Chitosan and its antimicrobial potential--a critical literature survey.

Raafat D, Sahl HG - Microb Biotechnol (2009)

The staphylococcal cell envelope. The staphylococcal cell wall is composed of multilayers of glycan strands of alternating N‐acetylglucosamine (GlcNAc) and N‐acetylmuramyl‐pentapeptide (MurNAc‐PP), cross‐linked by pentaglycine side‐chains. For clarity, only one layer of peptidoglycan is depicted here. Teichoic acids, polyanionic surface polymers extending through the peptidoglycan layer, contribute to the negative charge of the cell wall. The cytoplasmic membrane is a selectively permeable membrane lying internal to the cell wall.
© Copyright Policy
Related In: Results  -  Collection

Show All Figures
getmorefigures.php?uid=PMC3815839&req=5

f2: The staphylococcal cell envelope. The staphylococcal cell wall is composed of multilayers of glycan strands of alternating N‐acetylglucosamine (GlcNAc) and N‐acetylmuramyl‐pentapeptide (MurNAc‐PP), cross‐linked by pentaglycine side‐chains. For clarity, only one layer of peptidoglycan is depicted here. Teichoic acids, polyanionic surface polymers extending through the peptidoglycan layer, contribute to the negative charge of the cell wall. The cytoplasmic membrane is a selectively permeable membrane lying internal to the cell wall.
Mentions: The term cell envelope comprises both the cell wall and the cytoplasmic membrane of a bacterial cell; it also includes the semi‐permeable lipid bilayer (outer membrane) of Gram‐negative bacteria, which acts as an additional diffusion barrier. The staphylococcal cell wall is composed of multilayers of murein, where glycan strands of alternating β‐1→4‐linked GlcNAc–MurNAc disaccharides are cross‐linked by short peptides. Extending to the surface of the peptidoglycan layer are teichoic acids, which are essential polyanionic polymers found only in the cell wall of Gram‐positive bacteria that contribute to the negative charge of the cell wall (Fig. 2); similar polymeric structures, referred to as lipopolysaccharides (LPS), are found in the outer membrane of Gram‐negative bacteria. The Staphylococcus aureus cell membrane consists of three major phospholipid (PL) species: negatively charged phosphatidylglycerol and cardiolipin, and positively charged lysyl‐phosphatidylglycerol (LPG), the latter accounting for 14–38% of the total PL content of the S. aureus cytoplasmic membrane (Peschel et al., 2001).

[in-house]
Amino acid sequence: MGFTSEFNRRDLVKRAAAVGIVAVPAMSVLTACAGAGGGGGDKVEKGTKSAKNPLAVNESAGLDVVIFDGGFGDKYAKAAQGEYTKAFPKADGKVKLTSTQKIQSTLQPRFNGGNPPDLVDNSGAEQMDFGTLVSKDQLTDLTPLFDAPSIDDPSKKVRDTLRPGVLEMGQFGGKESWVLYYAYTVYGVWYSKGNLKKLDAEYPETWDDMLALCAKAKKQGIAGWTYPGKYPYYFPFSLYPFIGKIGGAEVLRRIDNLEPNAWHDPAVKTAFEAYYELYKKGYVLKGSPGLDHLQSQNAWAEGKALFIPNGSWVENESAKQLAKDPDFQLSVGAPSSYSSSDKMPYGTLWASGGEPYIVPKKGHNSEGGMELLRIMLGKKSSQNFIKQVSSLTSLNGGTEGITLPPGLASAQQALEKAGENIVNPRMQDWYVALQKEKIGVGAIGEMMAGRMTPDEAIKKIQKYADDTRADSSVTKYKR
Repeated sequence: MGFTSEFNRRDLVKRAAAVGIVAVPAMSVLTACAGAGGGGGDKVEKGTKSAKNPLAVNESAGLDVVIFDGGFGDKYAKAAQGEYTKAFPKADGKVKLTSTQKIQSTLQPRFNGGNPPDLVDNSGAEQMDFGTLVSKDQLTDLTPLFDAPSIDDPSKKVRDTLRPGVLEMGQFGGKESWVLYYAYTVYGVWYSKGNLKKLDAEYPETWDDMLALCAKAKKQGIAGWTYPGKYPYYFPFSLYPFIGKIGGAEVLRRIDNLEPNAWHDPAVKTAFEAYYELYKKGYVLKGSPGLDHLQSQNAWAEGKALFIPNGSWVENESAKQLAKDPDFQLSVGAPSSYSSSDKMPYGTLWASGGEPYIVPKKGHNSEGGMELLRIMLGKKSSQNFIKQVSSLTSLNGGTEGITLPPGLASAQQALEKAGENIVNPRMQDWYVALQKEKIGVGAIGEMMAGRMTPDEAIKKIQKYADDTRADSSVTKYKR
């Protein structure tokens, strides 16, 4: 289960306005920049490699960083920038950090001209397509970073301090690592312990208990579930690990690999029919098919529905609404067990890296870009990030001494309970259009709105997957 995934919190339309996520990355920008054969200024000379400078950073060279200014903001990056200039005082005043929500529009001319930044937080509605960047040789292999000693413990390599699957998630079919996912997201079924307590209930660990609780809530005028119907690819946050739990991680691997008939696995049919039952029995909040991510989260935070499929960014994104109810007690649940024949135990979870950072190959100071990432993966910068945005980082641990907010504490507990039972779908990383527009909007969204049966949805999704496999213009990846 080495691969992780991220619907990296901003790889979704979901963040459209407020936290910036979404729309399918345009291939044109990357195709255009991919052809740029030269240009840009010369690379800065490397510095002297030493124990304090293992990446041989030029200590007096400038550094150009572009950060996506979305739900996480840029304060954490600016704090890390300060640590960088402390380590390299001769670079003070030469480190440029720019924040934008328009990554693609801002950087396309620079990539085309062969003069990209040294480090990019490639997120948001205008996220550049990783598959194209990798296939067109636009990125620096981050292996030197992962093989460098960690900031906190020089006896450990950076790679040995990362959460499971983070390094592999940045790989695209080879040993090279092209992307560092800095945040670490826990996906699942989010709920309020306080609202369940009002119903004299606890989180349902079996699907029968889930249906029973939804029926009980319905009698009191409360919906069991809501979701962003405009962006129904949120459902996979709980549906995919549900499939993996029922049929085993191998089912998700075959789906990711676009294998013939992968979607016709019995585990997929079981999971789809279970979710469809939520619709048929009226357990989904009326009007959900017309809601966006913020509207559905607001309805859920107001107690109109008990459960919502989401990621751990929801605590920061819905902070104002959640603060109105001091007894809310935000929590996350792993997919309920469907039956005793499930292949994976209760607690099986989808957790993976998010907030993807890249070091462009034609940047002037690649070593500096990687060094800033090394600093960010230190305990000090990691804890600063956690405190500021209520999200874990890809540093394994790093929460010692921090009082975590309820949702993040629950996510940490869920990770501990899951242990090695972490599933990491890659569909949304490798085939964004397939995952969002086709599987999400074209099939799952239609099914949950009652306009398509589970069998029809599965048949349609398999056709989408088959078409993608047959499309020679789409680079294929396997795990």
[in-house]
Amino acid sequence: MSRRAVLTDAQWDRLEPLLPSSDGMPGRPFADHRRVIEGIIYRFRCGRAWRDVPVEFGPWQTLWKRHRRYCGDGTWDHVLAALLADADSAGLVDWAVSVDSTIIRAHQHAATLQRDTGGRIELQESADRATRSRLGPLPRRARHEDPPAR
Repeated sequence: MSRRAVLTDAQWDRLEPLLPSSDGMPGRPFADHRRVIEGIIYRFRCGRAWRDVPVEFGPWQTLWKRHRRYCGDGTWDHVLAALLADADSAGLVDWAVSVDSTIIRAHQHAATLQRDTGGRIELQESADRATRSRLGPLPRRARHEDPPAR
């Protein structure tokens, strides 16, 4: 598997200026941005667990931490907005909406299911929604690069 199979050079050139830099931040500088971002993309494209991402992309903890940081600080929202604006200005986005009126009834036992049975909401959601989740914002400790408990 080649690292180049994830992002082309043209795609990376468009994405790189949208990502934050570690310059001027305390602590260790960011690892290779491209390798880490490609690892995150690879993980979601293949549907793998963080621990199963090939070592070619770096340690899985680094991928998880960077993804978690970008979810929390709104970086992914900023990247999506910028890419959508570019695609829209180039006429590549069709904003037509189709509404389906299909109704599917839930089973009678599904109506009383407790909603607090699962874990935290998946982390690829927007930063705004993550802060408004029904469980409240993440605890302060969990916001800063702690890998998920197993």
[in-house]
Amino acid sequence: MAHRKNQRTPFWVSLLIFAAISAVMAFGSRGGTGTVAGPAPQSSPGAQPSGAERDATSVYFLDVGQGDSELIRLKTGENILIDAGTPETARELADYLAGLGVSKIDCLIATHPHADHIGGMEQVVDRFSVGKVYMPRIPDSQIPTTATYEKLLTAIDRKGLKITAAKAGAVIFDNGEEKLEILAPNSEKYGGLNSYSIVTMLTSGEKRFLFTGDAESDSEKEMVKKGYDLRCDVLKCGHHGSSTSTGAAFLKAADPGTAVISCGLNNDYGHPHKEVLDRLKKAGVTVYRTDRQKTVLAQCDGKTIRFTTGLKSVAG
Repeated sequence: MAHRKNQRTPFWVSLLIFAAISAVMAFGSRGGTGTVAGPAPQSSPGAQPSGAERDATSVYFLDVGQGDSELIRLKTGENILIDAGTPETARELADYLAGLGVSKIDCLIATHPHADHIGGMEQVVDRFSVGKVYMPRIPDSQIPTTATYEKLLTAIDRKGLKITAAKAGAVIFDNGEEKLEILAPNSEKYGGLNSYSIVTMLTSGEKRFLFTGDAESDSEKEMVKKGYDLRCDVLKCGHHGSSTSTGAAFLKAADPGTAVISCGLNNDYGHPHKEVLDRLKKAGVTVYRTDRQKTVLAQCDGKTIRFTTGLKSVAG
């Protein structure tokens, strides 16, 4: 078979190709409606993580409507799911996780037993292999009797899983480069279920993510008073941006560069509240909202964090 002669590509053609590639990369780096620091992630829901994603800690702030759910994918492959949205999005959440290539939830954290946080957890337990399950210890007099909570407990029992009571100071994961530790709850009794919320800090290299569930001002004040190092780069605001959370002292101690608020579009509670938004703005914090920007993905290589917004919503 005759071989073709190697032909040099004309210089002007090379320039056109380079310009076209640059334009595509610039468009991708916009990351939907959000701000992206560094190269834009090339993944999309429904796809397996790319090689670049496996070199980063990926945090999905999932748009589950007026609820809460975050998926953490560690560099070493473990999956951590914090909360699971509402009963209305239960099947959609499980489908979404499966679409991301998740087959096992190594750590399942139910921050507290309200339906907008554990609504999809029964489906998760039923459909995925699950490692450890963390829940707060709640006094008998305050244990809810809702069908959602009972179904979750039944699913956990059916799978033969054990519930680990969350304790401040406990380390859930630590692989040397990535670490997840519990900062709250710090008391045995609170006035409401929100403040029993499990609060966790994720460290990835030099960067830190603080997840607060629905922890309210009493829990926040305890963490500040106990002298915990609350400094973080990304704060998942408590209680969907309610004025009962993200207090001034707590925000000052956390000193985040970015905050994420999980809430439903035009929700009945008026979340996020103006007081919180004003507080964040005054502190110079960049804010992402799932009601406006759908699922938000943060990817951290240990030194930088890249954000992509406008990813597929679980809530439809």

Bottom Line: The term 'chitosan' describes a heterogeneous group of polymers combining a group of physicochemical and biological characteristics, which allow for a wide scope of applications that are both fascinating and as yet uncharted.However, understanding the various factors that affect its antimicrobial activity has become a key issue for a better usage and a more efficient optimization of chitosan formulations.Moreover, the use of chitosan in antimicrobial systems should be based on sufficient knowledge of the complex mechanisms of its antimicrobial mode of action, which in turn would help to arrive at an appreciation of its entire antimicrobial potential.

View Article: PubMed Central - PubMed

Affiliation: Institute for Medical Microbiology, Immunology and Parasitology (IMMIP), Pharmaceutical Microbiology Unit, University of Bonn, D-53115 Bonn, Germany. dina_raafat@yahoo.com

Show MeSH